While Gov. Chris Christie has made noise about demanding new salary caps for school superintendents, Englewood is reportedly negotiating a salary for its new superintendent of around $200,000. Somerville hired a new one at $175,000. Both exceed the caps for comparably sized districts.
But since Christie’s caps must go through the review process and would not be effective until February, that has left local school boards — and the Christie administration — with the quandary of what to do until then.
No Last-Minute Rush
Christie this week said that acting Education Commissioner Rochelle Hendricks has informed districts that she would not allow a last-minute rush to renegotiate contracts before the new caps take place.
“The acting commissioner is on top of the issue and communicating on a regular basis with county superintendents about any attempt by school districts to take action that would circumvent the cap,” Christie said in a press conference Wednesday.
“We anticipated that issue, and Rochelle has spoken with county superintendents in a very direct way about their very careful review of any contracts that are up for renewal that had not reached termination.”
Circumventing the Caps
But Christie said that new contracts that are negotiated in the meantime – for either new superintendents or rehired ones — would not fall under the new caps. However, he added a caveat that the public may think otherwise.
“If a school board wants to negotiate a larger salary, I guess that is their right to do,” he said. “But they would have to render that with the reaction of constituents, where some people might say they are trying to circumvent the cap.”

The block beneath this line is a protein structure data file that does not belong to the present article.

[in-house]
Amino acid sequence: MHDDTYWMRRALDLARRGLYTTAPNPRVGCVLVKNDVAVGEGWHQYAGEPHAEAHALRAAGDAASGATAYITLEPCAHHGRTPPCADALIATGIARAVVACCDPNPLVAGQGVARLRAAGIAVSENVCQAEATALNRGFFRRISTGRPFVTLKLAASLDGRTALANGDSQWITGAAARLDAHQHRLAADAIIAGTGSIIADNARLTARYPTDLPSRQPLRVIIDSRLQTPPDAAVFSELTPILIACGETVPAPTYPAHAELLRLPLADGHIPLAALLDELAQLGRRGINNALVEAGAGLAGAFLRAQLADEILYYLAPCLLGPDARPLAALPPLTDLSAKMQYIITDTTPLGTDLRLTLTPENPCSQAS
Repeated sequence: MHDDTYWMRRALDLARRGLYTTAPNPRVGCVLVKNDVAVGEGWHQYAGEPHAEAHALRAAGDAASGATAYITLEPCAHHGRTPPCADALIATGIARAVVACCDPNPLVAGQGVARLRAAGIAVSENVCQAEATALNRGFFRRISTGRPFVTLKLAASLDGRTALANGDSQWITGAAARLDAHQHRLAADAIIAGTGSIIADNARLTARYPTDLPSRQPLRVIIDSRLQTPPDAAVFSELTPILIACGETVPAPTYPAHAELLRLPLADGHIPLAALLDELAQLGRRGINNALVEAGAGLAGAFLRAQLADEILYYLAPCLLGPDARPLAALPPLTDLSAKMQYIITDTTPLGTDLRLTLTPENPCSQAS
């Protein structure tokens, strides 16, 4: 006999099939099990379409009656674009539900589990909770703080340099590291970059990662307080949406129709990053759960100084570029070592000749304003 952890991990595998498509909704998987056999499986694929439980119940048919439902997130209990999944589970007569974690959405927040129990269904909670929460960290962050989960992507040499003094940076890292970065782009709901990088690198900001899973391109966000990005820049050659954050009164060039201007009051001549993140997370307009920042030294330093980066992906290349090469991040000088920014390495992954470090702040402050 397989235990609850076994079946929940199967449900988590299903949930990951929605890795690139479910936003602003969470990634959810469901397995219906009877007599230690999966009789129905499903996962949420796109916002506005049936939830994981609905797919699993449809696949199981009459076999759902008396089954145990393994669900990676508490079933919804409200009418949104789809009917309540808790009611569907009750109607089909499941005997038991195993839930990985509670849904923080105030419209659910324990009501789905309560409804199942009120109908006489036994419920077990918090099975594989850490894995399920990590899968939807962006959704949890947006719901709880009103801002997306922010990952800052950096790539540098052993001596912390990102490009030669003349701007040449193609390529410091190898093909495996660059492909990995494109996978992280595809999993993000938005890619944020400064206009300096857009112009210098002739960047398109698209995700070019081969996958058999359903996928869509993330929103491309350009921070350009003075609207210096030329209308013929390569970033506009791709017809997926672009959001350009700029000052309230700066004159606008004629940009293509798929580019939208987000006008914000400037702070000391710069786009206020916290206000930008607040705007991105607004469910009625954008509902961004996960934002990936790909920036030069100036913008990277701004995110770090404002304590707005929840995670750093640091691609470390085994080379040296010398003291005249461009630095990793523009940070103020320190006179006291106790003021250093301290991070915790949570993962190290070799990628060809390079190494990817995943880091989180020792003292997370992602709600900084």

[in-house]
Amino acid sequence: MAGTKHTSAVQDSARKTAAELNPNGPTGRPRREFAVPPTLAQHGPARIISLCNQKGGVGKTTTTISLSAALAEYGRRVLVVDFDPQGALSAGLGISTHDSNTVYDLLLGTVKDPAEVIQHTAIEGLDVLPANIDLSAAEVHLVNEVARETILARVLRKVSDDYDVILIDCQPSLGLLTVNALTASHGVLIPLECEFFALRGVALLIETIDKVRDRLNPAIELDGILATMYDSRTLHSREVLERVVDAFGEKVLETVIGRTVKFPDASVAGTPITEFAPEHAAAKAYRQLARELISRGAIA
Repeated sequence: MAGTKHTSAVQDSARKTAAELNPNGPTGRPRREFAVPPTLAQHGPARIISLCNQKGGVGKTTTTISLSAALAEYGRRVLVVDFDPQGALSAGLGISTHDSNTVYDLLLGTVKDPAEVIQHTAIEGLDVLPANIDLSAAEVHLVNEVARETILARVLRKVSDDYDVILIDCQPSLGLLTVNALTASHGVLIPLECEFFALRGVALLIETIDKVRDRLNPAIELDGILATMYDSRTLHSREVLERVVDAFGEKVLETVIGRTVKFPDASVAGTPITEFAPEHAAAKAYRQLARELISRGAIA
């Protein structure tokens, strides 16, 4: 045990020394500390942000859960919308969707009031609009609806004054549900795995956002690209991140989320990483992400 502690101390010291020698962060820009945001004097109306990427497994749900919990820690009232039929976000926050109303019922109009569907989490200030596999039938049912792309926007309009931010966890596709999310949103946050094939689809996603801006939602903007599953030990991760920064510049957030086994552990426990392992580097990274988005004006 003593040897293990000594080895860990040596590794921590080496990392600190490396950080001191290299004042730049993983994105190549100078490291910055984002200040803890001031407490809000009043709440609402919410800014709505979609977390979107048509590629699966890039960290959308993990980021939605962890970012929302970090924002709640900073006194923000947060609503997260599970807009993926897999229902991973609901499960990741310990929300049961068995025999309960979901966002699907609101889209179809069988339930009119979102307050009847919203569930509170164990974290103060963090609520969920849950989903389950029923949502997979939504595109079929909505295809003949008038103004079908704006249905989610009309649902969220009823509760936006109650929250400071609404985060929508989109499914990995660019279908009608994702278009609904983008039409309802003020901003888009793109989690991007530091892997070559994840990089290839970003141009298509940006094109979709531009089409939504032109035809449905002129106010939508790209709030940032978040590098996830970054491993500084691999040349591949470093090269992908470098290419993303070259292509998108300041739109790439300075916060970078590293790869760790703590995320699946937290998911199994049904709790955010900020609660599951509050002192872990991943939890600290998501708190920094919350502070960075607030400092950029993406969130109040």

The school boards association currently has 13 superintendent searches underway, from Bridgeton in Cumberland County to Wyckoff in Bergen County. Its spokesman said the caps loom large.
“There is certainly a lot of talk, a lot of concern, and a lot of questions,” said spokesman Michael Yaple.
Yaple said the association has yet to take a position on the new caps, which were posted for review last week and will see three public hearings this month and next. He said the boards themselves have no financial stake in the rules.
“Their role is to find effective leaders with the resources they have,” he said. “There is a concern there could be a large number of retirements, or other states would take away our talent. High administrative pay is not an issue unique to New Jersey.”